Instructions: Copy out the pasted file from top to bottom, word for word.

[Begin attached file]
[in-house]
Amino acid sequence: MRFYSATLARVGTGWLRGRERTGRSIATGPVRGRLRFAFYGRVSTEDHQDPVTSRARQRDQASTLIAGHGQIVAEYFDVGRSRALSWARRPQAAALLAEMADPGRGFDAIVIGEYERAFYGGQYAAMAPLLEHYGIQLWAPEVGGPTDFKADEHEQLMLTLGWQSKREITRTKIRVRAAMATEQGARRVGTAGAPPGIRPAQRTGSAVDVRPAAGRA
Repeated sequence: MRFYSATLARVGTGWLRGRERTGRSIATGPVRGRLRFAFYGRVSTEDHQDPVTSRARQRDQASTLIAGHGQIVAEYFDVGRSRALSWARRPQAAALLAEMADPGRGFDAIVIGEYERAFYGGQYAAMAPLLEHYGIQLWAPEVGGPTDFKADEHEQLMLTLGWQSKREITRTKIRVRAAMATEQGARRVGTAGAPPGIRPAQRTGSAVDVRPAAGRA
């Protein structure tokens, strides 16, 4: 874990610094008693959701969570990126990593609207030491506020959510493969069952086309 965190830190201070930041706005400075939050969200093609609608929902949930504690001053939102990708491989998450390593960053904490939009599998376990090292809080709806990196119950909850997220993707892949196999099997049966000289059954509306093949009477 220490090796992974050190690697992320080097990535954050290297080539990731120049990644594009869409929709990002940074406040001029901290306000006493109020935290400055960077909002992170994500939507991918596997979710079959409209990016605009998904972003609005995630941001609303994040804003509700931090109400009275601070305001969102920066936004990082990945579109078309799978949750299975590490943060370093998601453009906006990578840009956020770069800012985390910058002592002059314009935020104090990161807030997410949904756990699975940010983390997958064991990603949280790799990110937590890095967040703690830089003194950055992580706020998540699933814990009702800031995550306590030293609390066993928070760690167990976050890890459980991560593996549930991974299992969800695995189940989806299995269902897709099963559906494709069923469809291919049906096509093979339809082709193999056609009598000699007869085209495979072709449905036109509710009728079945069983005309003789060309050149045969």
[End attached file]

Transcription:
[in-house]
Amino acid sequence: MRFYSATLARVGTGWLRGRERTGRSIATGPVRGRLRFAFYGRVSTEDHQDPVTSRARQRDQASTLIAGHGQIVAEYFDVGRSRALSWARRPQAAALLAEMADPGRGFDAIVIGEYERAFYGGQYAAMAPLLEHYGIQLWAPEVGGPTDFKADEHEQLMLTLGWQSKREITRTKIRVRAAMATEQGARRVGTAGAPPGIRPAQRTGSAVDVRPAAGRA
Repeated sequence: MRFYSATLARVGTGWLRGRERTGRSIATGPVRGRLRFAFYGRVSTEDHQDPVTSRARQRDQASTLIAGHGQIVAEYFDVGRSRALSWARRPQAAALLAEMADPGRGFDAIVIGEYERAFYGGQYAAMAPLLEHYGIQLWAPEVGGPTDFKADEHEQLMLTLGWQSKREITRTKIRVRAAMATEQGARRVGTAGAPPGIRPAQRTGSAVDVRPAAGRA
């Protein structure tokens, strides 16, 4: 874990610094008693959701969570990126990593609207030491506020959510493969069952086309 965190830190201070930041706005400075939050969200093609609608929902949930504690001053939102990708491989998450390593960053904490939009599998376990090292809080709806990196119950909850997220993707892949196999099997049966000289059954509306093949009477 220490090796992974050190690697992320080097990535954050290297080539990731120049990644594009869409929709990002940074406040001029901290306000006493109020935290400055960077909002992170994500939507991918596997979710079959409209990016605009998904972003609005995630941001609303994040804003509700931090109400009275601070305001969102920066936004990082990945579109078309799978949750299975590490943060370093998601453009906006990578840009956020770069800012985390910058002592002059314009935020104090990161807030997410949904756990699975940010983390997958064991990603949280790799990110937590890095967040703690830089003194950055992580706020998540699933814990009702800031995550306590030293609390066993928070760690167990976050890890459980991560593996549930991974299992969800695995189940989806299995269902897709099963559906494709069923469809291919049906096509093979339809082709193999056609009598000699007869085209495979072709449905036109509710009728079945069983005309003789060309050149045969």